A treasure trove of paintings by a former Cleckheaton headteacher are on show in Huddersfield.
The works were uncovered by Mark Milnes, the artistic director of the Creative Arts Hub in Mirfield, when he visited the home of Bill Jordan in 2011 and found an impressive collection which had not been shown publicly for many years.
Bill, who died that year, was headteacher at Lydgate School, Batley, for more than 20 years, and had a life-long love of painting.
Mark said: “His work is impressive in its range but also in its consistent pursuit of a variety of themes and styles – he produced images of sporting activity, and a range of portraits, landscapes and abstracts – all of which feature in the show.
“The work is fascinating on many levels; each of the themes is explored thoroughly by Bill and there are many stylistic interconnections as you move from theme to theme,” he said.
“There really is something for everyone in this work, whatever your particular taste in art; and when you bear in mind that painting was not Bill’s main career, his achievement is quite staggering.”
The exhibition was shown at Batley Art Gallery last year to great acclaim and it is now on display at the Lawrence Batley Theatre in Huddersfield until June 22. Opening times are 9.30am-5pm Monday to Saturday.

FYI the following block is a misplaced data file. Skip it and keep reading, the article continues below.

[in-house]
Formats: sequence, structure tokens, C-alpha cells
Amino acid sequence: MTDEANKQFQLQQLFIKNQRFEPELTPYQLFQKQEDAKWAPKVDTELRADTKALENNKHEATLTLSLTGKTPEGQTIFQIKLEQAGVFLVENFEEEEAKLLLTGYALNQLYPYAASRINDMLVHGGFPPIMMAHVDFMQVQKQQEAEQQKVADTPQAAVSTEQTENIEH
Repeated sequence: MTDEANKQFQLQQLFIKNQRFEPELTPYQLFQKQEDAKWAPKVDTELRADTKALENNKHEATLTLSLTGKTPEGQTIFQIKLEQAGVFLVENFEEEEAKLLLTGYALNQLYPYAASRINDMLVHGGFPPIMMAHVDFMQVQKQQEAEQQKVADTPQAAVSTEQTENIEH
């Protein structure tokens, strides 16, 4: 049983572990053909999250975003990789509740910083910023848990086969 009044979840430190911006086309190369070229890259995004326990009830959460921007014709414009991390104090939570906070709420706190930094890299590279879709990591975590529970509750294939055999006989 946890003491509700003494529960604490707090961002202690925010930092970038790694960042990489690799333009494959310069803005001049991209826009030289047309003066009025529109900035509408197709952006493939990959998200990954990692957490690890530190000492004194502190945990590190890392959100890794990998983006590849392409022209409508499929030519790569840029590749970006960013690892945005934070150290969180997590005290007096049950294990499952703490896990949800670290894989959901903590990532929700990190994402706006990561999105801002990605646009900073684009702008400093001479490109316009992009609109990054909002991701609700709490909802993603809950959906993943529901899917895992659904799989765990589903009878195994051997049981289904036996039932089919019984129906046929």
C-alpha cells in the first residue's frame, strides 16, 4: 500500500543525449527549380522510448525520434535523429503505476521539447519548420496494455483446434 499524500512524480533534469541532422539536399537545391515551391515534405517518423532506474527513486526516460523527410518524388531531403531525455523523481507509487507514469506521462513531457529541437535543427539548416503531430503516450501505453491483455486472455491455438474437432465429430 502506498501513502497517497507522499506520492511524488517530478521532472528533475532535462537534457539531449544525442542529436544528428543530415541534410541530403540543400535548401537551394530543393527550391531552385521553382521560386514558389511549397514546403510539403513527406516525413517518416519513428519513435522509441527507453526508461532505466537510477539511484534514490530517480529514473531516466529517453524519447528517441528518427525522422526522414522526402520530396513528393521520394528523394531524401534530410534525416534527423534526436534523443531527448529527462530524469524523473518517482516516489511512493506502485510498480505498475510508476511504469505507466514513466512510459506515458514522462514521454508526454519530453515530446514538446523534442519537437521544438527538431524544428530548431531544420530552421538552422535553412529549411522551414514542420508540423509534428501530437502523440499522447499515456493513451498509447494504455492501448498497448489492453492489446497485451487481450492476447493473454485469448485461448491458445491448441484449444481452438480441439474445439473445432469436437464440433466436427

Bill, who lived with his wife Joyce in Cleckheaton, began his career as a teacher in 1946. A keen amateur sportsman, he did not take up painting until the age of 33, when he could no longer play rugby.
Solo exhibitions of his work were held at galleries in Cambridge, Doncaster, Harrogate, and he mounted a successful one-man exhibition at Batley Art Gallery in 1971, when two of his works – Towelling the Hair and Going to School – were purchased by the Batley Corporation. They are now part of the Kirklees Collection.
He had work selected for the Royal Academy Summer Show on several occasions and showed alongside David Hockney in the 1966 Yorkshire Artists Festival Exhibition – exhibiting three paintings.
Throughout his long career as an artist he produced landscapes, sporting images, abstract work and sculptures using scrap materials.
For more information on the exhibition visit www.thelbt.org/William-Jordan-retrospective.